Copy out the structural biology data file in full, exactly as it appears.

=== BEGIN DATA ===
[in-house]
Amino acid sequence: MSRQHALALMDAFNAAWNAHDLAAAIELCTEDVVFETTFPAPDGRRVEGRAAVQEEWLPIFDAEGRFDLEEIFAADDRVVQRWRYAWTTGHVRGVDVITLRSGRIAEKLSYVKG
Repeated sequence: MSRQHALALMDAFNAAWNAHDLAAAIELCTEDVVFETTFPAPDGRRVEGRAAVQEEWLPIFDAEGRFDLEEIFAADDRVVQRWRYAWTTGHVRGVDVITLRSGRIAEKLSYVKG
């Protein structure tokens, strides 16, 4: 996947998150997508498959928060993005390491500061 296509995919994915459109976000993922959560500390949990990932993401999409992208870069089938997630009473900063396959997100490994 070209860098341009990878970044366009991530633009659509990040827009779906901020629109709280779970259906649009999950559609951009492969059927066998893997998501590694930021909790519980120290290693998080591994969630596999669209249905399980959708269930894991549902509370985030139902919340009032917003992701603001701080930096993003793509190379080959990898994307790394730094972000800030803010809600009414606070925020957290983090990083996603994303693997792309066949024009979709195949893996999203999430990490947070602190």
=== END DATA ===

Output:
[in-house]
Amino acid sequence: MSRQHALALMDAFNAAWNAHDLAAAIELCTEDVVFETTFPAPDGRRVEGRAAVQEEWLPIFDAEGRFDLEEIFAADDRVVQRWRYAWTTGHVRGVDVITLRSGRIAEKLSYVKG
Repeated sequence: MSRQHALALMDAFNAAWNAHDLAAAIELCTEDVVFETTFPAPDGRRVEGRAAVQEEWLPIFDAEGRFDLEEIFAADDRVVQRWRYAWTTGHVRGVDVITLRSGRIAEKLSYVKG
């Protein structure tokens, strides 16, 4: 996947998150997508498959928060993005390491500061 296509995919994915459109976000993922959560500390949990990932993401999409992208870069089938997630009473900063396959997100490994 070209860098341009990878970044366009991530633009659509990040827009779906901020629109709280779970259906649009999950559609951009492969059927066998893997998501590694930021909790519980120290290693998080591994969630596999669209249905399980959708269930894991549902509370985030139902919340009032917003992701603001701080930096993003793509190379080959990898994307790394730094972000800030803010809600009414606070925020957290983090990083996603994303693997792309066949024009979709195949893996999203999430990490947070602190």